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Report released of Fort Myers Police Department audit

Posted: 6:58 PM, Feb 22, 2017
Updated: 2017-02-23 07:01:08-05

Crucial findings within the Fort Myers Police Department have been revealed after a nearly year long audit. A Delaware-based risk management firm, Freeh Group International Solutions, LLC., was hired by the city to review key issues within the Fort Myers Police Department.

The probe follows years of department scrutiny, ranging from racial discrimination and favoritism to unsolved murders.

The $150,000 audit was approved by city council members before police chief Derrick Diggs was hired in August 2016. More than 200 interviews were conducted throughout the process. Some officers were interviewed more than once with the promise of anonymity to get a candid assessment of the department.

"The overwhelming majority of police officers are doing a phenomenal job," Robert O'neil with Freeh Group said.

While the department received praises for most officers doing a phenomenal job, auditors mentioned officers are having to deal with staffing shortages, inadequate space, and a large number of unsolved crimes.

Auditors have also found reports of officers leaking information to drug dealers regarding search warrants that were never properly addressed. Another finding shows officers, not trusted by other officers, were promoted to serve in a position where they could have compromised sensitive investigations.

After several rounds of interviews, auditors found officers were told to "increase arrests and citations" to reach a statistical goal and that citizens complaints of harassment were not addressed, leading to tensions between officers and citizens.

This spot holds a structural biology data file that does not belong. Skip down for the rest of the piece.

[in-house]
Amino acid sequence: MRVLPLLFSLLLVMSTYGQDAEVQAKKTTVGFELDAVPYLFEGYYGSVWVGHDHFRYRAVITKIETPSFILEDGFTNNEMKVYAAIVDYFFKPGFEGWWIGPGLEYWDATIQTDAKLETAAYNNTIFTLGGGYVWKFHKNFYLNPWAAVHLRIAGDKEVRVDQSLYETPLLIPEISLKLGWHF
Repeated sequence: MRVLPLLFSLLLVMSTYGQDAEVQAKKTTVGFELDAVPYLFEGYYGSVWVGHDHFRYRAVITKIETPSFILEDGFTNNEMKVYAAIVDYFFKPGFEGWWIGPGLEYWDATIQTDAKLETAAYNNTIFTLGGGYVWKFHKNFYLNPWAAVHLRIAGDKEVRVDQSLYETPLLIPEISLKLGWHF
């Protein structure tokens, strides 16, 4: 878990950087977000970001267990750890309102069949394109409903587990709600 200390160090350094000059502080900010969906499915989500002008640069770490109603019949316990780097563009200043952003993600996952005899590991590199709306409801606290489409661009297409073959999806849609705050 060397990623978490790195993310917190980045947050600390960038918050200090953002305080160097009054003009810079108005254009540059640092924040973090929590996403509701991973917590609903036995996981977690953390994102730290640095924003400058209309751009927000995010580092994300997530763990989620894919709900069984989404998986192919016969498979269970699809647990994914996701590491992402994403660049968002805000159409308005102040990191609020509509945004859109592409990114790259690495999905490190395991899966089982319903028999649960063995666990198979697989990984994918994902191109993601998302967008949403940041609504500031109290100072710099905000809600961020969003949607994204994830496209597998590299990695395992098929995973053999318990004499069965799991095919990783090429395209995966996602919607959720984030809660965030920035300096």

Auditors say the department doesn't have an adequate intelligence base nor does it have adequate control oversight of internal affairs investigations.

One of the biggest complaints auditors received from officers was about preferential treatment when it comes to training and promotions, as well as a lack of experienced leaders to investigate criminal cases like homicides.

O'neil shared the department lost a great deal of experienced officers after a buyout in 2008. He says with the budgetary problems the jobs of police officers became even more difficult over the years.

The report highlighted there are several gaps needed to be filled, which Chief Diggs has already committed to filling as soon as possible.

There is a list of 32 recommendations ranked by tier of importance. The first tier lists 12 recommendations that require immediate attention, the others are listed with either falls under a 6 month or 5 year priority deadline.

The recommendation with the highest priority is for the department to immediately request outside assistance to investigate allegations of officer misconduct.